The use of a pharmabiotic based on the Lactobacillus fermentum U-21 strain to modulate the neurodegenerative process in an experimental model of Parkinson disease

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Abstract

Introduction. Experimental and clinical studies have repeatedly shown the interplay between the intestinal microbiota properties and the nervous system, with a clear link established between changes in microbiota and the development of a neurodegenerative process. It is thought that inflammation and microbiota disturbances provoke the spread of pathological forms of a-synuclein in the nervous system, which is recognized as the main cause of neurodegeneration in Parkinson disease (PD).

Aim of the study: to identify the effect of a pharmabiotic based on a Lactobacillus fermentum U-21 strain in Wistar rats with paraquat-induced parkinsonism.

Materials and methods. Two groups of animals received intra-abdominal paraquat injections (8 doses of 10 mg/kg, every second day for 15 days) and then received orally either a 0.9% NaCl solution, or the U-21 preparation daily for 15 days. The control groups received 0.9% NaCl injections and either a U-21 preparation, or a 0.9% NaCl solution orally under the same regimen. Motor activity was tested in the open field and narrowing beam walking tests. Changes in tyrosine hydroxylase positive enteric plexus fibers and the in quantity of intestinal villi goblet cells were measured morphologically.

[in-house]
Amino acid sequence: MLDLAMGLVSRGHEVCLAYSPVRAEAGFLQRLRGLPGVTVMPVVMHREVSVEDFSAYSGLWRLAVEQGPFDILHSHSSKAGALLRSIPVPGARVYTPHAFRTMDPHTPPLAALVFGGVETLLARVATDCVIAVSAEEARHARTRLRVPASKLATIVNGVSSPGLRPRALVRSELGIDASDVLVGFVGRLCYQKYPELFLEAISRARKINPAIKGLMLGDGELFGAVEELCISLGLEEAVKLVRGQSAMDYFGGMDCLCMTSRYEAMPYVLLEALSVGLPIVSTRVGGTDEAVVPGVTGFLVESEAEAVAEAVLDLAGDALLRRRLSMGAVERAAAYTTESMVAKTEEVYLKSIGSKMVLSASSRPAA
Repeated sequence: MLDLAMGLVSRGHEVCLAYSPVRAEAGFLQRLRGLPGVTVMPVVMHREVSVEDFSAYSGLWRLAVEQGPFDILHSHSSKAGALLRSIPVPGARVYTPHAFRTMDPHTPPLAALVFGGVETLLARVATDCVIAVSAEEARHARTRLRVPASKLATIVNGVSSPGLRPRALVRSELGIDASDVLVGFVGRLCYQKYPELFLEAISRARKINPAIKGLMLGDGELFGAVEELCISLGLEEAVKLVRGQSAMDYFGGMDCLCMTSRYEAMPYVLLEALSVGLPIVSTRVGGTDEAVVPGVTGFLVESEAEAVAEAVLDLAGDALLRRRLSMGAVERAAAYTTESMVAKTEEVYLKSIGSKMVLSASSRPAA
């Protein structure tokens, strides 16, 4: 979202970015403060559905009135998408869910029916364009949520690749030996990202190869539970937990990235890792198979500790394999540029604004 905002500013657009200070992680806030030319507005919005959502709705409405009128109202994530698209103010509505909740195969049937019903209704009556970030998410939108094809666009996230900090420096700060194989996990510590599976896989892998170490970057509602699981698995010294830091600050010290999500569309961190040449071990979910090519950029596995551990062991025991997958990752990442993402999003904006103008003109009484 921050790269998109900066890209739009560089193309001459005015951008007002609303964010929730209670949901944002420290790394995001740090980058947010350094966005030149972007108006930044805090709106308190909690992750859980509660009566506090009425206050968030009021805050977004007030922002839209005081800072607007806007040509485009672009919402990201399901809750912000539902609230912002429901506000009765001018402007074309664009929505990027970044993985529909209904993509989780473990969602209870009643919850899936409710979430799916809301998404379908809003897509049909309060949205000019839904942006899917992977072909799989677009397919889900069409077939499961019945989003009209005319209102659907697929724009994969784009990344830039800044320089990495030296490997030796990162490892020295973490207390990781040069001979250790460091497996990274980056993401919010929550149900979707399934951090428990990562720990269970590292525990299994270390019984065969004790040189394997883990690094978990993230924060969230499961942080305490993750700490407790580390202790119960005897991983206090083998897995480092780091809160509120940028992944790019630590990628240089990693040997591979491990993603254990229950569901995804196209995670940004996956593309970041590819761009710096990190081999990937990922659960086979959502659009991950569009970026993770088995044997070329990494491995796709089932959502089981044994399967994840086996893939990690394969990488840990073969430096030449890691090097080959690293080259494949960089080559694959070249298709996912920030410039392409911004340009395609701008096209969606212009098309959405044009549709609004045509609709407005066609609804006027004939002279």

Results. Paraquat administration led to a gradual animal death, however, administration of the U-21 increased their survival rate and preserved their motor activity at the level of the control rats. Oral administration of the pharmabiotic only did not alter the animals’ motor activity. Paraquat reduced density of the tyrosine hydroxylase positive fibers and increased the number of goblet cells, while the study drug partially diminished the changes induced by paraquat.

Conclusion. The U-21 preparation demonstrated high biological activity in the neurotoxin-induced model of PD, which justifies further, extended studies of its effects.

About the authors

Valery N. Danilenko

Vavilov Institute of General Genetics, Russian Academy of Sciences

Email: alla_stav@mail.ru
Russian Federation, Moscow

Alla V. Stavrovskaya

Research Center of Neurology

Author for correspondence.
Email: alla_stav@mail.ru
Russian Federation, Moscow

Dmitriy N. Voronkov

Research Center of Neurology

Email: alla_stav@mail.ru
Russian Federation, Moscow

Anastasiya S. Gushchina

Research Center of Neurology

Email: alla_stav@mail.ru
Russian Federation, Moscow

Maria V. Marsova

Vavilov Institute of General Genetics, Russian Academy of Sciences

Email: alla_stav@mail.ru
Russian Federation, Moscow

Nina G. Yamshchikova

Research Center of Neurology

Email: alla_stav@mail.ru
Russian Federation, Moscow

Аrtyem S. Ol'shansky

Research Center of Neurology

Email: alla_stav@mail.ru
Russian Federation, Moscow

M. V. Ivanov

Research Center of Neurology

Email: alla_stav@mail.ru
Russian Federation, Moscow

Sergey N. Illarioshkin

Research Center of Neurology

Email: alla_stav@mail.ru
Russian Federation, Moscow

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Copyright (c) 2020 Danilenko V.N., Stavrovskaya A.V., Voronkov D.N., Gushchina A.S., Marsova M.V., Yamshchikova N.G., Ol’shansky А.S., Ivanov M.V., Illarioshkin S.N.

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